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The Berggruen Institute (formerly Berggruen Institute on Governance) is an independent think tank which develops ideas to shape political and social institutions.
|Endowment (2016)||$500 million|
- 1 History
- 2 References
The Berggruen Institute was founded in 2010 by Nicolas Berggruen. Formerly known as the Berggruen Institute on Governance, the Institute launched various projects devoted to proposing and implementing new ideas of governance. Today the Institute is composed of the Berggruen Governance Center and the Berggruen Philosophy and Culture Center.
Berggruen Governance CenterEdit
The Berggruen Governance Center is dedicated to the design and implementation of new ideas of good governance relevant to the common challenges of globalization in the 21st century. This is primarily being done through three projects: the 21st Century Council, the Council for the Future of Europe, and the Think Long Committee for California.
21st Century CouncilEdit
The 21st Century Council brings together former heads of state, global thinkers and entrepreneurs to address the problems arising from power shifts from Western-dominated globalization to a multipolar world. The council is devoted to global governance reform with the aim to “build on a convergence of interests in order to create a community of interests.”
Initially formed as a shadow G-20, the council presented its recommendations to President Nicolas Sarkozy of France in 2011 prior to the G-20 Summit in Cannes, as well as to President Felipe Calderon of Mexico and his successor Enrique Pena Nieto in 2012 prior to the G-20 Summit in Mexico.
The Council for the Future of Europe is a committee engaged in research, debate and advocacy to move forward the project of a united Europe. It advocates not only a fiscal and political union within Europe but also the engagement of European citizens. It supports “town hall” meetings and seminars to provide a forum for Council members and European leaders to bring their ideas to the public.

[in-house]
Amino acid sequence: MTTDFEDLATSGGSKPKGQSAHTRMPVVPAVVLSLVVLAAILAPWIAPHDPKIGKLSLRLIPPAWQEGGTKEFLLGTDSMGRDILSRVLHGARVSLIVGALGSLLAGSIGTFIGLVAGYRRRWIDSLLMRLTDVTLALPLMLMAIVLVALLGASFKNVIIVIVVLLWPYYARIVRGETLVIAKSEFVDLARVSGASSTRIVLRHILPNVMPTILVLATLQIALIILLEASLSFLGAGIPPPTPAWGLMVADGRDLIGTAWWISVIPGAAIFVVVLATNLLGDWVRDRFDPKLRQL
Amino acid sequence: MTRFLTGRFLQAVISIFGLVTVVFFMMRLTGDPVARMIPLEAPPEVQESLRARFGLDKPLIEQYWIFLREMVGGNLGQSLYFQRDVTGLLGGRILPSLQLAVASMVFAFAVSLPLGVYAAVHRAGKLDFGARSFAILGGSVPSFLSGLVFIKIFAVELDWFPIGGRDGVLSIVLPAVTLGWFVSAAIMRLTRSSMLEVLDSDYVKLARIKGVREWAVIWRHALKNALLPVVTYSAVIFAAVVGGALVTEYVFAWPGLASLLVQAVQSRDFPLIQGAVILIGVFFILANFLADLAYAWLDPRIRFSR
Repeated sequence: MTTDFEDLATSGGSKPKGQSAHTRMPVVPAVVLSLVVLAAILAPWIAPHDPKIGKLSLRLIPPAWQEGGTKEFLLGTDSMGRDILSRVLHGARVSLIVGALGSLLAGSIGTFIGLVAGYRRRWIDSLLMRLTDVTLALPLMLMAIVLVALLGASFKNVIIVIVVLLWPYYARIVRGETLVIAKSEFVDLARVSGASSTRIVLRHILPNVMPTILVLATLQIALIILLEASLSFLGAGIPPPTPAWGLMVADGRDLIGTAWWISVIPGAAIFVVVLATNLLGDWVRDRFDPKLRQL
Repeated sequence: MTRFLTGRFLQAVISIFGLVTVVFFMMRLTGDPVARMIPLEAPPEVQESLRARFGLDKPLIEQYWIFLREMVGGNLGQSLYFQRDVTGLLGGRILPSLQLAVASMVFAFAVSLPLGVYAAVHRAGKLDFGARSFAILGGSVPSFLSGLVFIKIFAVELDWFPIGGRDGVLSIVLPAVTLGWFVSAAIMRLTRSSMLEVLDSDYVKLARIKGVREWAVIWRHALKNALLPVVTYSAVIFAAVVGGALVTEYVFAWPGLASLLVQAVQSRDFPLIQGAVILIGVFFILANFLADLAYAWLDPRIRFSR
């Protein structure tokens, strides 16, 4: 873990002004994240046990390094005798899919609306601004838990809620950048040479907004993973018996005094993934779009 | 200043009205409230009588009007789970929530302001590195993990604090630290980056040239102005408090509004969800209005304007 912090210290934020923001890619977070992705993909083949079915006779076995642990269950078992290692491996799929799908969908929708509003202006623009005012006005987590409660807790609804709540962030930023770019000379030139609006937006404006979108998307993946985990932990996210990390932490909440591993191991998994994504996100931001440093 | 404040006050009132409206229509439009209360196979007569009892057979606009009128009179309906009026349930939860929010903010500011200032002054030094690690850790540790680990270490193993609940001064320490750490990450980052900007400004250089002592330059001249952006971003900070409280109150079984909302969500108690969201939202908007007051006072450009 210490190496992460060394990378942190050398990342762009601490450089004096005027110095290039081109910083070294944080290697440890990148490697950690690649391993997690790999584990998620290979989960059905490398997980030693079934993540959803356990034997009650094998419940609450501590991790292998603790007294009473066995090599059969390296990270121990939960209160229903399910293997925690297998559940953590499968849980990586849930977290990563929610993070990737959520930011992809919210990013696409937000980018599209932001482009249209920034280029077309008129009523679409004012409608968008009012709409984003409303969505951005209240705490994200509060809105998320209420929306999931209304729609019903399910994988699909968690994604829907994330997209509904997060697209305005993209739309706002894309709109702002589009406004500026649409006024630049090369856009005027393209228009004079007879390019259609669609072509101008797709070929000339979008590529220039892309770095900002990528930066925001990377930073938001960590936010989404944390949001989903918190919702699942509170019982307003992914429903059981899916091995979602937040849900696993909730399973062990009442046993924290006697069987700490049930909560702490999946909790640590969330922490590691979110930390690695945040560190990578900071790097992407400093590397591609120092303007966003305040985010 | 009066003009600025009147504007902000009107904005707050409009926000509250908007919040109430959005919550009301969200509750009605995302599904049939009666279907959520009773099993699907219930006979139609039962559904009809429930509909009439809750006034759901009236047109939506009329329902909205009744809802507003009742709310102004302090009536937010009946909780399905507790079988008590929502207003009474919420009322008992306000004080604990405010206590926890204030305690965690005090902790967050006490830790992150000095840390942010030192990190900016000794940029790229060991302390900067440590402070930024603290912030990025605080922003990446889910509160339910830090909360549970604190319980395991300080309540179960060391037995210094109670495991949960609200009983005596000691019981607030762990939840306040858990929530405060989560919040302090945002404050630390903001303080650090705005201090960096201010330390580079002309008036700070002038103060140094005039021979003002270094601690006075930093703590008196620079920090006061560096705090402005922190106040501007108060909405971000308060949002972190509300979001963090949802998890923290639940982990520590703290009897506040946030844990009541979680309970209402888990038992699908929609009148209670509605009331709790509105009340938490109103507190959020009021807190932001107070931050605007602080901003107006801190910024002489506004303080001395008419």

In May 2013, the Council held a “town hall” meeting endorsed by the French President Francois Hollande, Spanish Prime Minister Mariano Rajoy, and Italian labor minister. The Council and Germany’s labor minister, Ursula von der Leyen, proposed an investment, training, and jobs program for Europe. The program eventually became a part of European policy in January 2015 when European Commission President Jean-Claude Juncker proposed the 315 billion euro Investment Plan.
The Think Long Committee for CaliforniaEdit
The Think Long Committee for California promotes a comprehensive approach for improving California's government. It has involved a politically bi-partisan board from the outset. In November 2011, the Committee published its report, A Blueprint to Renew California. The report recommended the devolution of power to local governments and school districts, reform of the democracy initiative process to ensure greater consideration of measures proposed by the public, establishment of a “rainy day” fund for economic downturns, a body of long-term oversight to balance the short-term, special-interest character of the elected legislature, and modernization of California’s tax system.
In 2014, the Committee helped promote SB 1253, “The Ballot Initiative Transparency Act,” eventually approved on September 28, 2014. It increase the opportunities for public comment, and allows lawmakers and proponents to make changes before ballots go to the voters. The Committee also helped the approve Proposition 2 in 2014, “The Rainy Day Fund, .” which sets aside small percentage of revenue each year to pay the state’s debt and safeguard against economic downturns.
Berggruen Philosophy and Culture CenterEdit
The Philosophy and Culture Center launched in September 2015 with the mission to help bridge cultural divides, particularly between the East and the West, and to foster the development of new ideas. It has three main programs: the Berggruen Fellowship Program, the Berggruen Prize, and the Berggruen Ideas Competition.
Global Fellowship ProgramEdit
The Fellowship Program is a two-year program that gives scholars the opportunity to study at academic institutions all over the world. The Program also supports research at the University of Southern California (USC) Brain and Creativity Institute under Dr. Antonio Damasio.
The academic institutions include Stanford University's Center for Advanced Studies in the Behavioral Sciences, Harvard University, Oxford University, New York University, Tsinghua University, and Peking University.
The Berggruen Prize honors a living thinker whose ideas are of basic importance for contemporary life. The inaugural Berggruen Prize was awarded to Charles Taylor for his contributions that have "fundamentally shaped public discussion of the nature of multiculturalism, secularism and contemporary religious life." The Berggruen Prize carries a cash award of $1 million. An independent jury is responsible for selecting the Prize laureate.
In October 2017, the Berggruen Institute partnered with The Washington Post to publish The WorldPost, a media platform that publishes op-eds, features and videos exclusively on The Washington Post. Nathan Gardels is editor in chief of The WorldPost, and Kathleen Miles is the executive editor.
Berggruen China CenterEdit
In June 2018, the Berggruen Institute announced plans to house a China Center at Peking University, an interdisciplinary research center founded with the aim to foster more cross-cultural dialogue. It houses fellows, and offers symposia and conferences.
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- Candid. "Berggruen Institute Invests $25.5 Million for Beijing Research Center". Philanthropy News Digest (PND). Retrieved 2019-04-24.